I should also mention Rob Shearman's Love Songs for the Shy and Cynical collection. Of all the journeys those involved in Doctor Who have been on, Rob's, to World Fantasy Award winning short story writer, has been one of the most heartening, and with this book he takes Big Finish Productions into new worlds too.

Let's get past movies, because I'm sure I feel the same way you do: I worship the perfect narrative shape and boldness of the new Star Trek; Moon; District 9; awaiting Avatar, etc. For some reason I'm never as excited by a movie as I am by a great TV show. I think it's just about how I interact with narrative, and that a lot of other people provide all the commentary one needs about movies, so let's get to this year's TV, eh?

Torchwood: Children of Earth reinvented post-watershed telefantasy exactly like Russell Davies reinvented family telefantasy. Initial BBC nerves, scheduling worries, and then bam, it wins its slot every night and everyone's talking about it and execs all want some more of that, please, and didn't they say it was going to be a hit all along? It's incredible that this hard beast grew out of the corpse of dear old campy slash fiction Torchwood, a show for our enjoyment, not for our experience of drama. It's like The Monkees suddenly did an episode set in Vietnam. The outcry amongst fans was a shock to me, and hardened me in all sorts of ways (yeah, right, Russell T. Davies is 'a homophobe' because he killed your favourite character, I hope he kills your next three favourite characters too, and that you thus realise that accusations of sexism and homophobia aren't yours to throw around when all that's happened to you is that you've been asked to feel something). The hardcore of the political response to the alien threat produced a genuine chill, that SFnal feel of alienation largely conveyed through expression and tone. I was a little disappointed by the ending: surely that government would be wondering if they'd be hanging from lamp posts soon, not about a snap election? But a shared experience of adult SF for millions of people: invaluable.

I have three particular favourite telefantasy shows at the moment (I always say Doctor Who isn't a show, but a lifestyle choice): Flash Forward; Dollhouse and Stargate Universe. Warehouse 13 is well made and great fun in a way nothing else quite is, but needs maybe one more season to be completely sure of its tone and produce some masterpieces. Fringe has been showing signs of tottering on its tightrope over those sharks, looking like it realised that it doesn't have a format and panicked, until suddenly last week, with the parasitic worm episode, it righted itself, shrugged its shoulders, and decided it was a show where a family work the X-Files. That's the format. Phew. If shouty black boss Broyles (we've established there are three roles for African-American men in telefantasy: shouty boss; really nice friend and alien warrior) can be fully included in that family, as Astrid suddenly was, then it might be full speed ahead from here, and maybe even some cool tricks along that tightrope into the second half of the season. But we shall see. Lost has been brilliant, particularly my favourite episode 'The Variable', an actual new time paradox story that deserves Hugo attention, but this coming season will make or break a genuine American classic that'll be remembered for years to come as being that show where loads of the audience left after season two, and then spent the rest of their lives hearing how great it got after that.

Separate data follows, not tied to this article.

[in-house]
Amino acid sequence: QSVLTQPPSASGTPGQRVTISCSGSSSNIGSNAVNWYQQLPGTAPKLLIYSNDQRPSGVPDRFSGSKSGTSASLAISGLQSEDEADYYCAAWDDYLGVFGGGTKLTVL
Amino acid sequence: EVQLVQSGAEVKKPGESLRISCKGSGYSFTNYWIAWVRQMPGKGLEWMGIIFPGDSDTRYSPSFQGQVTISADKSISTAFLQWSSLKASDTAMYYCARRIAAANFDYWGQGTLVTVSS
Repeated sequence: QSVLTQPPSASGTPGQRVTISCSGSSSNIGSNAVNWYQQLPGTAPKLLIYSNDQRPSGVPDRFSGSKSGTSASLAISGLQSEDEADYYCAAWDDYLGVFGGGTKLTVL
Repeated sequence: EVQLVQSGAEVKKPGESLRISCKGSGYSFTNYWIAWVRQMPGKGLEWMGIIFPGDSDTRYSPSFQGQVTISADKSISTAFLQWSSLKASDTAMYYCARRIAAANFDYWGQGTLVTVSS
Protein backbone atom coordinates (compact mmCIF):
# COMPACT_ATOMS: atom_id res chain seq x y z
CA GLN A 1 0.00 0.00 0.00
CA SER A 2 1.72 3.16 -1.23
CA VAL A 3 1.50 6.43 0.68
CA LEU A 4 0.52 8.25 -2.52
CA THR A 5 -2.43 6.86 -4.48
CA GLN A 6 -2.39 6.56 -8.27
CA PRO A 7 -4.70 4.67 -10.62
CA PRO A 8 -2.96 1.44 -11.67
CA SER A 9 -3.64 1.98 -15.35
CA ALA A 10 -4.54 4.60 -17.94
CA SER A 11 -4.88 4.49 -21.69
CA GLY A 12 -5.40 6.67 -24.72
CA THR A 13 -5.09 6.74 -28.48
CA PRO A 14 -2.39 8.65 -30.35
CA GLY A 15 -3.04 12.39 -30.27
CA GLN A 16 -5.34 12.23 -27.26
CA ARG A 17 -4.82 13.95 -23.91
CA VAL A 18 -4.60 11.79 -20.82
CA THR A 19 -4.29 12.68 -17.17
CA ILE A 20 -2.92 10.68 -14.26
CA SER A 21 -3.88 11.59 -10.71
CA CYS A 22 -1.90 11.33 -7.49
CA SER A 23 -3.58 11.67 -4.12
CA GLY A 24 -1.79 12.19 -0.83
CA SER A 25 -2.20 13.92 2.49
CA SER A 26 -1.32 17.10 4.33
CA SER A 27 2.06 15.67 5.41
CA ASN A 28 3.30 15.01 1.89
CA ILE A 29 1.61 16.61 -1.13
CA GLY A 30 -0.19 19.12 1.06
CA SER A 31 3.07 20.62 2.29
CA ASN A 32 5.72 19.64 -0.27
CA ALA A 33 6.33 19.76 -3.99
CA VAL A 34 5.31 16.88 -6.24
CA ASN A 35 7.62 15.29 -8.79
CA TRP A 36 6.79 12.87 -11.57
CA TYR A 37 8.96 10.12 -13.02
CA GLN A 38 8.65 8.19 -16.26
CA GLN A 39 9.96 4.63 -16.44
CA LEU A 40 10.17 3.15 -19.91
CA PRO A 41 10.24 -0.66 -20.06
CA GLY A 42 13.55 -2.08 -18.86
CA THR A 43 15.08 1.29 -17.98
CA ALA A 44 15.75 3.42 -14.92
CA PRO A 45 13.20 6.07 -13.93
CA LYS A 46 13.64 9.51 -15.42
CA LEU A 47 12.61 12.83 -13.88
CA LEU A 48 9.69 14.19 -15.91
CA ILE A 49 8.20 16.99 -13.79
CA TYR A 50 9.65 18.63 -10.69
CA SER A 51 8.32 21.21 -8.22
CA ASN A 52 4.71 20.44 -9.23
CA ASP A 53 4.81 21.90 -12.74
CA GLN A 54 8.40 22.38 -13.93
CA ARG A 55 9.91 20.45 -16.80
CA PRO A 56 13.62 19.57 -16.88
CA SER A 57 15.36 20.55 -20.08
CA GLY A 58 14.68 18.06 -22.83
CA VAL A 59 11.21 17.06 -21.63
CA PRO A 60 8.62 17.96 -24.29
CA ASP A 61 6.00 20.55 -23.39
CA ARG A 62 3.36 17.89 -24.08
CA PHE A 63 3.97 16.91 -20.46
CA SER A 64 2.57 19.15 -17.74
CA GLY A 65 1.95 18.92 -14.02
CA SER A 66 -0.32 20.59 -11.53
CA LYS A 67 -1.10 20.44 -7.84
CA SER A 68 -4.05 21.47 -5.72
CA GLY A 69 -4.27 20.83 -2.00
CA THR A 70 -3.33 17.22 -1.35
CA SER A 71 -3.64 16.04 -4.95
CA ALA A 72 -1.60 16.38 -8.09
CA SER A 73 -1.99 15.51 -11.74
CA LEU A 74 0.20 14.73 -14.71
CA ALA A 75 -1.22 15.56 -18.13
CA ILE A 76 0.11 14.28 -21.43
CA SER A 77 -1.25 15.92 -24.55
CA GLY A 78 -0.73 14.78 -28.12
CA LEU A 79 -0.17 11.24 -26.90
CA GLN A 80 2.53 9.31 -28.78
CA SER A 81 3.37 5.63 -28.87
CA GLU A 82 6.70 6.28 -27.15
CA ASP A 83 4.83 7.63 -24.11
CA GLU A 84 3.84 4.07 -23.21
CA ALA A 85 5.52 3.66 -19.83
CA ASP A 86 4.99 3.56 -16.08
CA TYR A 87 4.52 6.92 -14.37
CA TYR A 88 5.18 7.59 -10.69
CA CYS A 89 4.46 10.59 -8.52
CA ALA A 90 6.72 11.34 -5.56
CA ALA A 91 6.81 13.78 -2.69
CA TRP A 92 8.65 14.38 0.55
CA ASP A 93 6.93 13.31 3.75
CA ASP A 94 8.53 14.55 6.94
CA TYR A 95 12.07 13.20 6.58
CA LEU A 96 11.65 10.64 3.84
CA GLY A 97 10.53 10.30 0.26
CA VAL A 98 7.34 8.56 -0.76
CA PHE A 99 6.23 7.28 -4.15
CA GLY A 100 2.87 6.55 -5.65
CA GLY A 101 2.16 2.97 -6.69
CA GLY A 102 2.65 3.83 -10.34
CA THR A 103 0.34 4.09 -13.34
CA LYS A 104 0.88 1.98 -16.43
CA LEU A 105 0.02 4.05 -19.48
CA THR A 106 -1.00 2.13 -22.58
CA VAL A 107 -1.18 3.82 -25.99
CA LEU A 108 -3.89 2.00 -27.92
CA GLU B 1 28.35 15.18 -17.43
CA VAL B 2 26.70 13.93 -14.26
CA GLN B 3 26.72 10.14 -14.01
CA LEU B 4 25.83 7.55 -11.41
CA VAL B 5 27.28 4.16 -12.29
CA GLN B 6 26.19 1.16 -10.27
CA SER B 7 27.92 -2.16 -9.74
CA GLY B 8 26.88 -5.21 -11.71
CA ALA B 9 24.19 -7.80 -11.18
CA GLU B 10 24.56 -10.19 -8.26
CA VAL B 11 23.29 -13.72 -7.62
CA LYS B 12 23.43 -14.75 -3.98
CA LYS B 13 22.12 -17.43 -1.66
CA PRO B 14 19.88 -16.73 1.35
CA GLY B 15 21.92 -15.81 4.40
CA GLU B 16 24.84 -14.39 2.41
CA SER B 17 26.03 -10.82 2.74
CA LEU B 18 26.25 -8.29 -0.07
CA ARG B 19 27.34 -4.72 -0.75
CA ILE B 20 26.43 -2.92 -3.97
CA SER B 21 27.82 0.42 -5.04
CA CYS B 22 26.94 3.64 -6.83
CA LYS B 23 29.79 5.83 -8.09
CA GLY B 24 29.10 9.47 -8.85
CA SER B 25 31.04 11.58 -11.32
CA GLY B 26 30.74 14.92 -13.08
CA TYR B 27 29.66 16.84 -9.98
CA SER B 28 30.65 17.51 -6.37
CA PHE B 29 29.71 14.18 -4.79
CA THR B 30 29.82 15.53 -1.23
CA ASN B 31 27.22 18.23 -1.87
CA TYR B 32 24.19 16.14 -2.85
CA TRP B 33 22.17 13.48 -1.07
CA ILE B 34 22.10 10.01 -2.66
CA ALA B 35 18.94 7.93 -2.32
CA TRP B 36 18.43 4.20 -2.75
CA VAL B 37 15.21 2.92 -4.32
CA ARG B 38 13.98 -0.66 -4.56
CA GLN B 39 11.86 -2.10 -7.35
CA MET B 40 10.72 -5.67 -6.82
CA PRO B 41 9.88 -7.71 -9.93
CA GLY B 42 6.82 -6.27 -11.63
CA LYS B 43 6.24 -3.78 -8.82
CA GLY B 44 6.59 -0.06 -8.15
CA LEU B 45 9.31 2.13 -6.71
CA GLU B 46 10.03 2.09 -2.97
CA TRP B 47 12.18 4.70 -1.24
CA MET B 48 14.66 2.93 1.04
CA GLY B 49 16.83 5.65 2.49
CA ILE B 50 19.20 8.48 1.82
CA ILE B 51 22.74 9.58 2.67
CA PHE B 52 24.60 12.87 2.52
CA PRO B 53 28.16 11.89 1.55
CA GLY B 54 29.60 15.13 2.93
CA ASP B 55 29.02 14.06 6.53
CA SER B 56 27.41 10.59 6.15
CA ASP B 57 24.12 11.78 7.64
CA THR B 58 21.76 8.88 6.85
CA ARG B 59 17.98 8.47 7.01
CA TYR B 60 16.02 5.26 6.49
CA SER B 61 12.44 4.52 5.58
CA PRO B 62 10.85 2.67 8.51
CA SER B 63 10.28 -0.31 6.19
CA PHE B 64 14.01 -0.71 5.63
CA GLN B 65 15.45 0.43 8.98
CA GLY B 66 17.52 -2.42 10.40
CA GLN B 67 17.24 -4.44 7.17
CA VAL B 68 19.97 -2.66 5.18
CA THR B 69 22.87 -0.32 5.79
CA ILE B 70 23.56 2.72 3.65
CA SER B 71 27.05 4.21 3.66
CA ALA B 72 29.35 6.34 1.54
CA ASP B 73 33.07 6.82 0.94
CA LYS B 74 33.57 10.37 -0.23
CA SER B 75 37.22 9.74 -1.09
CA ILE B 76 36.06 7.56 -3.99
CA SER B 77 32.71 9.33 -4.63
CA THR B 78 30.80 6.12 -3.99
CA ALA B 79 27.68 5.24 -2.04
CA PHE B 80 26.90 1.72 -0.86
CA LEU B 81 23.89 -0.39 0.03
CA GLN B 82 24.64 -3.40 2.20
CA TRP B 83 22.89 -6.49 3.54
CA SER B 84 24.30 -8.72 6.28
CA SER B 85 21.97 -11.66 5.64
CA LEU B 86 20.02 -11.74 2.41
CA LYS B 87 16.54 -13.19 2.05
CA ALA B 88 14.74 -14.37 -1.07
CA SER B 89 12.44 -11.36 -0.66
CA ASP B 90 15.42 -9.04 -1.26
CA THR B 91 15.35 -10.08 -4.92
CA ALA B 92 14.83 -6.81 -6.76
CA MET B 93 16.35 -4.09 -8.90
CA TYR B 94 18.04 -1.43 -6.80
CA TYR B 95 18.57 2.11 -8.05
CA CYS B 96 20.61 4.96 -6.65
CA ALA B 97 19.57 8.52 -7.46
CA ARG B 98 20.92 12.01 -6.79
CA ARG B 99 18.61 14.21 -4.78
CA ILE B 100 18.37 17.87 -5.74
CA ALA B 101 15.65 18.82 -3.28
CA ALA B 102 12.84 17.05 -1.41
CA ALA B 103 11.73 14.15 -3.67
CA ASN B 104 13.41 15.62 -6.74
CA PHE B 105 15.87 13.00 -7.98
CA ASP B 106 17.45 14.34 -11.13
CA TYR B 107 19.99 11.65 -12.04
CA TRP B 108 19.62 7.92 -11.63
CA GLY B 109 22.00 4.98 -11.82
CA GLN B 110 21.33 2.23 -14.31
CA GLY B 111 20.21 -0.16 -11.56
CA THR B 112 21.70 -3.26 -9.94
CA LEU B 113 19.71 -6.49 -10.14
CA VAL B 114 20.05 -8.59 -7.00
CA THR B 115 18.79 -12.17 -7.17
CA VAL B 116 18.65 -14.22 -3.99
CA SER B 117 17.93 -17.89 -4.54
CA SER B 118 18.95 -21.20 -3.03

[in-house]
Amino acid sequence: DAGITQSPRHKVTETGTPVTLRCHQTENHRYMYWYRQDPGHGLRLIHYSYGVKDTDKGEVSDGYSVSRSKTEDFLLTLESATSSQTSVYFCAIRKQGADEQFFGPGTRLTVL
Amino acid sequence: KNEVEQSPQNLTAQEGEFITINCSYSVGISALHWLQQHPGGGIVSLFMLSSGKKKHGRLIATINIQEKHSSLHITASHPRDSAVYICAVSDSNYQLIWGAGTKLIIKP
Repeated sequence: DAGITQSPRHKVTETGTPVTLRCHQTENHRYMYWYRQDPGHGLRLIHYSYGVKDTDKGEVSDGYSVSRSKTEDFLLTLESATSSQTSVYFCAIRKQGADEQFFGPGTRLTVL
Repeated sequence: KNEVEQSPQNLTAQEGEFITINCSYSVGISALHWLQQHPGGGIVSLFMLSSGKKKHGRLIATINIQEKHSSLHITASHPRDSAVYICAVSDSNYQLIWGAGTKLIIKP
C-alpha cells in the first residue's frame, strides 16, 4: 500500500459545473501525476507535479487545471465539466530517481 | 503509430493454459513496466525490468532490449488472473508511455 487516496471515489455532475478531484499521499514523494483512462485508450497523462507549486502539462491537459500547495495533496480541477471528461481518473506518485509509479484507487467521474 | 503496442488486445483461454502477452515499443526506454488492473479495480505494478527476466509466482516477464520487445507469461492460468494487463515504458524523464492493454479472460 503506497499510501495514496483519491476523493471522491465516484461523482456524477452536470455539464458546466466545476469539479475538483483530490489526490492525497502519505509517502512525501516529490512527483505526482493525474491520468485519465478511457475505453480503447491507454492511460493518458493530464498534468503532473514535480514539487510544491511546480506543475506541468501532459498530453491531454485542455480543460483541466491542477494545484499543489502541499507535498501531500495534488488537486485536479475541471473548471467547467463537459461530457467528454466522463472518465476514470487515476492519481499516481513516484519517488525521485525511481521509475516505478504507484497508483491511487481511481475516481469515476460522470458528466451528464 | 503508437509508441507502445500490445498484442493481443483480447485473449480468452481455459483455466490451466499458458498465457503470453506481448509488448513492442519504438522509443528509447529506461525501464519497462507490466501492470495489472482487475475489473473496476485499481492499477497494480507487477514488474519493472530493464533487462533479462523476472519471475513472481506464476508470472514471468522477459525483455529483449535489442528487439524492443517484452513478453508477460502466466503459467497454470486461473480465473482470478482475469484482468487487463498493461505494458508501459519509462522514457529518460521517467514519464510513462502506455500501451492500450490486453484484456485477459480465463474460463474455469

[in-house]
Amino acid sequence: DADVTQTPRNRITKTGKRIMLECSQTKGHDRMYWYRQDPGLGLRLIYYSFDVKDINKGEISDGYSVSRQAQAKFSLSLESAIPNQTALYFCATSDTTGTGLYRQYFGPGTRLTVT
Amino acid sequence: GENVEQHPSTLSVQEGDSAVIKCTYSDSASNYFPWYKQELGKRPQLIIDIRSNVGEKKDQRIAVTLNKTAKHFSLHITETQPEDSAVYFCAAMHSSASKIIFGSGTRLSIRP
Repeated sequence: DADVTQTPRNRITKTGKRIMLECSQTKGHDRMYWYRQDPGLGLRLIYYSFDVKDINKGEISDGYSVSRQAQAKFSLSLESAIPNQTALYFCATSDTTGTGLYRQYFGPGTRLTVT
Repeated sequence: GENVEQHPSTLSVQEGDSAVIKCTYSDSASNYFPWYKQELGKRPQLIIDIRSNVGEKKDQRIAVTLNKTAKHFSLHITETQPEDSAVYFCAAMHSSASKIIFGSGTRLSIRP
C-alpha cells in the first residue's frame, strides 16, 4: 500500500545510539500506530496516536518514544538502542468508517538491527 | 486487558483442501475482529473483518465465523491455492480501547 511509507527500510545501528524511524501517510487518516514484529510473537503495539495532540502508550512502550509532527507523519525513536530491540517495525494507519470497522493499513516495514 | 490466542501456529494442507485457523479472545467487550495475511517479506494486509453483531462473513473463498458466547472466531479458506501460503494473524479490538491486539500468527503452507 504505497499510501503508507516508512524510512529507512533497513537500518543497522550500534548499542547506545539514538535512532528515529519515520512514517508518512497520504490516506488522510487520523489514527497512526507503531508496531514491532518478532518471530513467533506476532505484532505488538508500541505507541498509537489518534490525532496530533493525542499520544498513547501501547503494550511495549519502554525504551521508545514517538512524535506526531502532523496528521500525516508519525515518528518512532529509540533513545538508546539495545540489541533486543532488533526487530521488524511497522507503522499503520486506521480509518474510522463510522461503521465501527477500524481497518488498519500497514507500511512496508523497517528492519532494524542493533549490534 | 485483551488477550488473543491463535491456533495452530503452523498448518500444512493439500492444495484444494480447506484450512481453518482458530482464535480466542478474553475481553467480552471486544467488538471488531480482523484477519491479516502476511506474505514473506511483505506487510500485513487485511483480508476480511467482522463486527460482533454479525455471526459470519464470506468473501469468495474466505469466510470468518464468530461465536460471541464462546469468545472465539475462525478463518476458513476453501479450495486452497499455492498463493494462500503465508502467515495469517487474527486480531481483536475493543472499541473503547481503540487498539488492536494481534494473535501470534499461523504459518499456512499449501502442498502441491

Stargate Universe is the most solid of my favourite three, with barely a mis-step along the way. It's shown, like Torchwood, a desire to make actual drama, with feelings of anger, despair and frustration summoned up and exorcised in the audience. We're asked to find things we love and loathe in virtually every character, and the show's central plan is character conflict against a background kept very very simple. The episode 'Time' was bold enough to ask us to realise that the seemingly loose thread ending actually tied up the time paradox neatly, and couldn't be referred to next episode... and then the show didn't refer to it next episode! Another Hugo pick for me, there. I'm just continually pleased by this show, much much better than it should be. Less is more.

That competence is also displayed in Flash Forward, the sort of show that answers the audience's questions at the moment they think them, following the line of logic in a very SFnal way. In many ways, this is the purest SF show out there, in that it posits one change and then watches how that makes the world. I like the reversals, the surprises, the sheer business of television it makes use of. Only once did I feel a wobble: where two scientists play poker for stakes which we can't fully understand and that don't seem to matter that much. Unfortunately, what I at the time saw as another breathtakingly bold move, the (no spoilers) action which revealed the future could be changed, may have been the undoing of the show in the public imagination. Guys: they were waiting to see how you made every flash forward work out. You shouldn't have told them they might not. I didn't see it until after the fact either, but I think you might have run over something back there. I think it might have been a shark. But if the quality keeps up, and with the flash forwards excitingly promised at the end of season one, I think even that shark may turn out to have been just a bump in the road.